The art of compromise

The dictionary has two definitions of the word ‘compromise’:

1. To settle a dispute by mutual concession.

2. To expediently accept standards that are lower than is desirable.

Now, looking at those definitions and relating them to a relationship scenario, I’d say 1 is acceptable, 2 is not. You are never going to win every argument with your partner, and nor should you because let’s be honest, nobody is right 100% of the time. However, compromise should be encountered by both members of the party ie by mutual concession. You both give up certain aspects of your argument to put an end to it and move on. That’s ok, that’s how any relationship works, not just with your significant other but with friends, family, co-workers…

But 2, 2 is where I have an issue, and actually it ties in more closely with the discussions I’ve had with friends recently. To accept standards that are lower than is desirable. Basically to make do with your lot and not expect anything more. The problem that I’ve encountered with this is that more often than not it is women that find themselves in this situation. Women are far more likely to compromise than men are. Men go about their business as they would if they were single and we as women will fit in around them. We aren’t always happy with their decisions, in fact sometimes they make us downright miserable, but we compromise our own expectations for how our partner should be or how our relationship should be because we don’t want to jeopardise said relationship.

I genuinely think if women started to act more like men and refuse to compromise on their own wants and desires, that job on the other side of the country, that trip around the world with friends, that promotion that means longer working hours, another night out with the lads etc, we would see a huge decline in the number of stable relationships. Men wouldn’t know what had hit them and they wouldn’t want to stick around to find out. I don’t think they are even aware of how much we do compromise to be with them. And I’m not just talking about the bad guys here, I’m talking about the good ones too. They might be the nice guys but they are still inherently more selfish than women.

When does holding on become not letting go?

They’re kind of the same thing, and yet they’re not. In my opinion, holding on is fighting for something with all you have left. You hold on until you no longer can, because whatever it is is that important to you. Not letting go feels sadder, it is an inability to accept the situation as it is, not allowing yourself to move on from what is already obvious.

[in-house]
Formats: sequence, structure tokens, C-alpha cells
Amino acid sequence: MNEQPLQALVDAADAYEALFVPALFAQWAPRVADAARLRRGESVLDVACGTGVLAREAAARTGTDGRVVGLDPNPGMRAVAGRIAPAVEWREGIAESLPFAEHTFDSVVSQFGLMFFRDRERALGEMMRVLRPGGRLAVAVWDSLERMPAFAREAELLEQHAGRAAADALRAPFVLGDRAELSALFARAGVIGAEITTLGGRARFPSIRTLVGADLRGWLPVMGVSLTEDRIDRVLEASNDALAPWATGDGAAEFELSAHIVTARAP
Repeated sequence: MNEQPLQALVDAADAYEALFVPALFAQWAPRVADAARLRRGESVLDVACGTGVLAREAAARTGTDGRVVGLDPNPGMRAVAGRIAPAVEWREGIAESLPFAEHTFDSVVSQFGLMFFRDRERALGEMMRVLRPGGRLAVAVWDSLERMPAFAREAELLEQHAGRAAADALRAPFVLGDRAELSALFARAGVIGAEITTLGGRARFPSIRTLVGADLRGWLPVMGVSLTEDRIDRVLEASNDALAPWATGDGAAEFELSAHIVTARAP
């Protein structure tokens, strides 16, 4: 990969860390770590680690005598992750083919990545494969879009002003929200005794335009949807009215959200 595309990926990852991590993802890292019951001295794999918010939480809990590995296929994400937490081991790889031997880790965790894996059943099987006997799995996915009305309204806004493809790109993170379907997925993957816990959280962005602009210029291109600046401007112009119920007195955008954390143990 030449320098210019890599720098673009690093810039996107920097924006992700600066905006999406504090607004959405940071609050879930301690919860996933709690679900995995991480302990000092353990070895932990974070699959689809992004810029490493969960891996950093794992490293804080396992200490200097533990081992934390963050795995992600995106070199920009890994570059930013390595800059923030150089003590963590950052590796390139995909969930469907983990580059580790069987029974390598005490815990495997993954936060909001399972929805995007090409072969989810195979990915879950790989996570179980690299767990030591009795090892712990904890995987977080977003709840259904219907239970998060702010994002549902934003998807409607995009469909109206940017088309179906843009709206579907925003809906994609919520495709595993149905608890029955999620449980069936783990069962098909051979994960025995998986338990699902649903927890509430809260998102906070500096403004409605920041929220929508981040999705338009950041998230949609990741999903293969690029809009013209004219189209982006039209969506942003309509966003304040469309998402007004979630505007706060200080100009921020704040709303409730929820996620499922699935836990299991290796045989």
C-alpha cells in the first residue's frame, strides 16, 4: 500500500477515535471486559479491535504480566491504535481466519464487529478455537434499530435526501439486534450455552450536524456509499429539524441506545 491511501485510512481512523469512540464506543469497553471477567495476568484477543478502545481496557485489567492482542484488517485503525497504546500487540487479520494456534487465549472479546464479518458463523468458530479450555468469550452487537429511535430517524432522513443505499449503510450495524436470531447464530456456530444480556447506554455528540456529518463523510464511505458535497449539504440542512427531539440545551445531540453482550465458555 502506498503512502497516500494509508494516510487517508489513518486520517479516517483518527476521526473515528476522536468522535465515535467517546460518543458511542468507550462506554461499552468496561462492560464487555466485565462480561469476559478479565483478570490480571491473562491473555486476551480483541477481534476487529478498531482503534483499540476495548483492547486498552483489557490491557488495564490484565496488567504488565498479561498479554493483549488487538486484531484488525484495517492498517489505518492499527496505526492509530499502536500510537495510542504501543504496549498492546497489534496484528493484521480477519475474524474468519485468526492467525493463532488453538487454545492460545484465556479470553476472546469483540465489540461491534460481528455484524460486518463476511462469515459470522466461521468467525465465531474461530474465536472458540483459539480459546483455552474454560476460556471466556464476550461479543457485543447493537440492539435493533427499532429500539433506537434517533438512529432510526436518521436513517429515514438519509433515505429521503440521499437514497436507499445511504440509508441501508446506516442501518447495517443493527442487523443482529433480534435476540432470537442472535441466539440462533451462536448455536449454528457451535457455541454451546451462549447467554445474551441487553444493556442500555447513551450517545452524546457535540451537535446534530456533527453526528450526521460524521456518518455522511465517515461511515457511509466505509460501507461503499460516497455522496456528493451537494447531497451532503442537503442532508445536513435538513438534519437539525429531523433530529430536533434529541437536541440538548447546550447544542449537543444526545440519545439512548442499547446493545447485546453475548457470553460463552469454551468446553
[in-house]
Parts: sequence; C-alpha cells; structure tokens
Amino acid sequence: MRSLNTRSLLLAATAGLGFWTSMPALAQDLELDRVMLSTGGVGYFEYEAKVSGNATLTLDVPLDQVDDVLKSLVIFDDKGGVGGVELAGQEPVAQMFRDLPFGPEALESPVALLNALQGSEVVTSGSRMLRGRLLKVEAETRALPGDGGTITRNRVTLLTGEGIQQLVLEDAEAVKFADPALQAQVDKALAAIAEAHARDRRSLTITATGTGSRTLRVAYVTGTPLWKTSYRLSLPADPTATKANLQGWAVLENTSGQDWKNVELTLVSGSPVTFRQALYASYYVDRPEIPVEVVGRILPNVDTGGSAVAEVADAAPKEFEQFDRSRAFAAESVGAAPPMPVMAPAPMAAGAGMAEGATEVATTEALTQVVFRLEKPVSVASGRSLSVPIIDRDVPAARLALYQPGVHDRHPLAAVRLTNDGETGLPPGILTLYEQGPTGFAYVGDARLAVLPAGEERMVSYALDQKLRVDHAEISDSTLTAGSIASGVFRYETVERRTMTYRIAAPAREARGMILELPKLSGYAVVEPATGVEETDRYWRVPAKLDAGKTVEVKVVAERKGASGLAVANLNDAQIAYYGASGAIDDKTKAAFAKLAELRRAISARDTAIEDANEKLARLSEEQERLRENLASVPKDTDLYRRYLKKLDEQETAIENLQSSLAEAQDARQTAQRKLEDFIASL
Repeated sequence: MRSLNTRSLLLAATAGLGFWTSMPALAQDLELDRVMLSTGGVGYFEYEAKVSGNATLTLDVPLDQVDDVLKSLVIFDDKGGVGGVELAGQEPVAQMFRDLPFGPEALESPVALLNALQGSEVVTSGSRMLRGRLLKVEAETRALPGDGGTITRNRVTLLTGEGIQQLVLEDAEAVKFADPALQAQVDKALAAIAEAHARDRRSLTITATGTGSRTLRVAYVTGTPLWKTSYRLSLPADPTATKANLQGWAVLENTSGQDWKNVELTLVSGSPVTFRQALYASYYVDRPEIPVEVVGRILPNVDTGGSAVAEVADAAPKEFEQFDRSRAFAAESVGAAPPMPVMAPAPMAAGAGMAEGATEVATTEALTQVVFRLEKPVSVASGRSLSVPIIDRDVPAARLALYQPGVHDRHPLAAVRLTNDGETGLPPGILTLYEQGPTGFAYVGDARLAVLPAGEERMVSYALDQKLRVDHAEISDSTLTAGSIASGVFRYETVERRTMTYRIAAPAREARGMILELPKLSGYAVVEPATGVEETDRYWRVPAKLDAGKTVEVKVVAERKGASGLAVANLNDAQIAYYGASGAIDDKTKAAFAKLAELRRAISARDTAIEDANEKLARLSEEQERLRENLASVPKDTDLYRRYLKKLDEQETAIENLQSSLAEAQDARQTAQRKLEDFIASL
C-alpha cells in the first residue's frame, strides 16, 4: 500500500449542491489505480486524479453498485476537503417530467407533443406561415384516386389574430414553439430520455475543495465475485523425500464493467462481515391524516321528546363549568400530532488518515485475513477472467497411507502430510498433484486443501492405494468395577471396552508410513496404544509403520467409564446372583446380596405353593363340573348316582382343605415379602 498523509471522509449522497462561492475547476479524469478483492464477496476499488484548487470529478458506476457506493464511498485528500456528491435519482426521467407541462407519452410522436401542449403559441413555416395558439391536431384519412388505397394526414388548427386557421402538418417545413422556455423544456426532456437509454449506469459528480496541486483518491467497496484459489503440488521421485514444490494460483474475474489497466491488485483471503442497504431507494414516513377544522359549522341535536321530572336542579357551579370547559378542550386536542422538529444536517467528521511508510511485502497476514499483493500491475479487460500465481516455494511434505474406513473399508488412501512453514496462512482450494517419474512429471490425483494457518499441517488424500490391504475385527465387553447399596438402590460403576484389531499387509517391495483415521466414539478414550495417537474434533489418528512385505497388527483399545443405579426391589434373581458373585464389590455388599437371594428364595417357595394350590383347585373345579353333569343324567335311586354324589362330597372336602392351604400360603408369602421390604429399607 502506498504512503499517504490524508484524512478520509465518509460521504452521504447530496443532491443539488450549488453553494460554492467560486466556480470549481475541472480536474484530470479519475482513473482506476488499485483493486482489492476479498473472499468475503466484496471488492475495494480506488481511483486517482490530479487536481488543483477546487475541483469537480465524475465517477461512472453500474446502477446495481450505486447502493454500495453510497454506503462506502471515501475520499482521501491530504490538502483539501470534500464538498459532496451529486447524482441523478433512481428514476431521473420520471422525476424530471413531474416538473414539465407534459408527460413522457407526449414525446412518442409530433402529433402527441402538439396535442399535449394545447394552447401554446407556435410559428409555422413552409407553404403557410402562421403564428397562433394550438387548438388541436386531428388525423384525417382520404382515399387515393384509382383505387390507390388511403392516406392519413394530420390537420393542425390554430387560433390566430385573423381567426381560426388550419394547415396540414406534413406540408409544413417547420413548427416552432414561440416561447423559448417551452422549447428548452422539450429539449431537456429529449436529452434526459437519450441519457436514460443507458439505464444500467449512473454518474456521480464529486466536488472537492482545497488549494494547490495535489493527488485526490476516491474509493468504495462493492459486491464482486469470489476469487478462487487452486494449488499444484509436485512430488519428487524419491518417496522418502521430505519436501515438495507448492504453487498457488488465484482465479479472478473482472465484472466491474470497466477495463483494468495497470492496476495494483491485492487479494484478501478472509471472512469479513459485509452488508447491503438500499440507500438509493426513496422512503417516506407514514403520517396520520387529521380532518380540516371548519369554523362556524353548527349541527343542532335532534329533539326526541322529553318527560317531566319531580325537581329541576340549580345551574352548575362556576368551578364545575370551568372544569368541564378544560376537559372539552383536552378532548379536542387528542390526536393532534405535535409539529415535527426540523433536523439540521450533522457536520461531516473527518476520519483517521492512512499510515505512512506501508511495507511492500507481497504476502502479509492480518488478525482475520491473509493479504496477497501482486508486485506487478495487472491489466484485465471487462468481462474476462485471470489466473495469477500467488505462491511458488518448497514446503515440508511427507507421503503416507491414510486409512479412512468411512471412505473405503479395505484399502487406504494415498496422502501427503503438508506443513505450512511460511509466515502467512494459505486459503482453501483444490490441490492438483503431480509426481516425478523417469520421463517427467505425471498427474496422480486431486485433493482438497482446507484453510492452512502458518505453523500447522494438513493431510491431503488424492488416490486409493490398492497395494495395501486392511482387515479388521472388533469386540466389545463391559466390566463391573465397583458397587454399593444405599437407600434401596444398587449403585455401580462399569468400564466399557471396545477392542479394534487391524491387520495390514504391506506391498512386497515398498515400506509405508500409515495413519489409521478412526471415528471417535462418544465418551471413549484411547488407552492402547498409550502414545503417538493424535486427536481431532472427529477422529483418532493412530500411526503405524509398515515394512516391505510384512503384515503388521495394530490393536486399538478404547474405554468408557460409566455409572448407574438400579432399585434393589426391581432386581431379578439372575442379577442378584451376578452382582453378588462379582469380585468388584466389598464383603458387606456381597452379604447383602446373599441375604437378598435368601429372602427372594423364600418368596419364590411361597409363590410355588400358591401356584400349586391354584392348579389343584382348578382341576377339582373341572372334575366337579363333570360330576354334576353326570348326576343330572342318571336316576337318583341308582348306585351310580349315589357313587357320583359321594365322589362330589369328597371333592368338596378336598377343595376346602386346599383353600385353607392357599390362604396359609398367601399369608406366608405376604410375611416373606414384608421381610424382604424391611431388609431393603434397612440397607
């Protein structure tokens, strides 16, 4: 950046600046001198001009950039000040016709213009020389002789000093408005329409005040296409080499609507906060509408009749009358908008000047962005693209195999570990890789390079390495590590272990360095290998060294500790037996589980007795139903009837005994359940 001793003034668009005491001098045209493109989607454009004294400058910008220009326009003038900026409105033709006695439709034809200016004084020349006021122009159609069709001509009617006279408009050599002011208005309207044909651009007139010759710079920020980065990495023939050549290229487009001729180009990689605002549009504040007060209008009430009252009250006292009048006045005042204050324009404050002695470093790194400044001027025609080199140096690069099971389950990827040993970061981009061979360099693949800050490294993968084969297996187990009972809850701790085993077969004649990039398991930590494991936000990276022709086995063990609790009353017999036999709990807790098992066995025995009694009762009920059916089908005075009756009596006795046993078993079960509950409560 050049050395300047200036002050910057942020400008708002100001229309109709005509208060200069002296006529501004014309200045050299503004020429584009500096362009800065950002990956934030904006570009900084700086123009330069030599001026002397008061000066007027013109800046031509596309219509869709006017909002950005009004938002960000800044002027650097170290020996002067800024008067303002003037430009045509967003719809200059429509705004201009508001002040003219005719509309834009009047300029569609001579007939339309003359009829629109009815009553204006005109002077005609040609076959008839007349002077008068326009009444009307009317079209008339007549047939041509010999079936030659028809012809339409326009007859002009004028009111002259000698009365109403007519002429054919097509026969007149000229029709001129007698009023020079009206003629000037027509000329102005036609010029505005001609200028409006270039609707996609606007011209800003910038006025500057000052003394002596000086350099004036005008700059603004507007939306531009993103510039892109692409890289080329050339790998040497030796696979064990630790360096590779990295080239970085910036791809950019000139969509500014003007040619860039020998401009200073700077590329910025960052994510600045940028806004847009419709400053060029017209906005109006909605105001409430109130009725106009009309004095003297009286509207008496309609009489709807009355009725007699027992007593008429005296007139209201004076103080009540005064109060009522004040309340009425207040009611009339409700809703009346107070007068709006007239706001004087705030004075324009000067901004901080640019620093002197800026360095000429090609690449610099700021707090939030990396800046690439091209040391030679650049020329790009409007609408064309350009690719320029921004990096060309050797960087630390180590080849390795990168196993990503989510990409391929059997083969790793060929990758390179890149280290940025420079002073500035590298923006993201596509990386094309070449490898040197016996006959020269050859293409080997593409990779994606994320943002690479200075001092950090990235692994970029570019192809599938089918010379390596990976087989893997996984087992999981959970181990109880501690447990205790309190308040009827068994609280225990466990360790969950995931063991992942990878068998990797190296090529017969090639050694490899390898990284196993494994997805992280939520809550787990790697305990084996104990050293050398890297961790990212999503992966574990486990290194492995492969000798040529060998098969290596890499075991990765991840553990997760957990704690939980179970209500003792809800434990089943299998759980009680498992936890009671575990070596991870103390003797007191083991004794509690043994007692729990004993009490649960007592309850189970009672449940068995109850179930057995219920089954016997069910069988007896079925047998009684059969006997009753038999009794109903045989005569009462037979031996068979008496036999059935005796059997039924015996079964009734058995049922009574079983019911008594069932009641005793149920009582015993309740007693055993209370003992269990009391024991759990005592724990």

However, there is a fine line between the two, particularly when it comes to love. Love blinds us, none more so than me. I am a sucker for love, even when I find myself in tears, sobbing at the foot of the bed because I have pushed us to the brink of separation yet again. It embeds itself in me in a way that I can’t explain, and in a way that stops me from ever really letting go. I have never been able to leave someone I love, no matter how difficult things have got. Perhaps that is not so much holding on in the hopes things will get better, but refusing to let go of what has already been lost.

The problem with relationships is they are fluid, they are ever changing, ever moving, and you go from one day to the next and the days can be world’s apart. Just when you think everything is fine your world can come crashing down in a blazing row over nothing. You can love and you can hate within minutes of each other because when you are in love every other emotion is heightened. And that is life, there are few who are lucky enough to have a calm and placid relationship, but for most it will be filled with ups and downs but you will hold on through the downs, no matter how long it takes, because your shared love is worth the ups. But as I previously mentioned in another post, emotions are a dangerous thing. They are not anchored in reality, they are not tethered to rationality. Of course there are elements of real life, things that have happened, things that have been said or done, but your reaction to those things is ruled entirely by something intangible, your emotions. There is nothing wrong with that but it makes it very hard to look objectively at things. You hold on in hope because your heart asks you to, even when your head is screaming to let go. 

And that is when holding on becomes not letting go.

Broken Up, But Not Broken

Interesting thoughts on when you should break up for good and when you should go back.

Rebecca Cao

Time to piece myself back together. Time to piece myself back together.

Four years ago, I was in almost the exact same position as I am in today. I’d just gotten back from a life-changing summer in China, I’d convinced myself that I needed to break up with my high school boyfriend, and I decided that I would be single for a long time. I wrote a blog post about my self-imposed chastity, vowing to spend the next year doing a lot of soul-searching. Well, that didn’t work out so well. As soon as I got back, I spent most of the summer chasing unrequited love #1. As a completely irrelevant side-note, this unnamed person had the best pseudonym, hands down, of any blog I’ve ever written: Yeti. Yeti, I don’t know where in the world you are now, but I’d still love to grab drinks sometime for old time’s sake. Shortly after school started, I…

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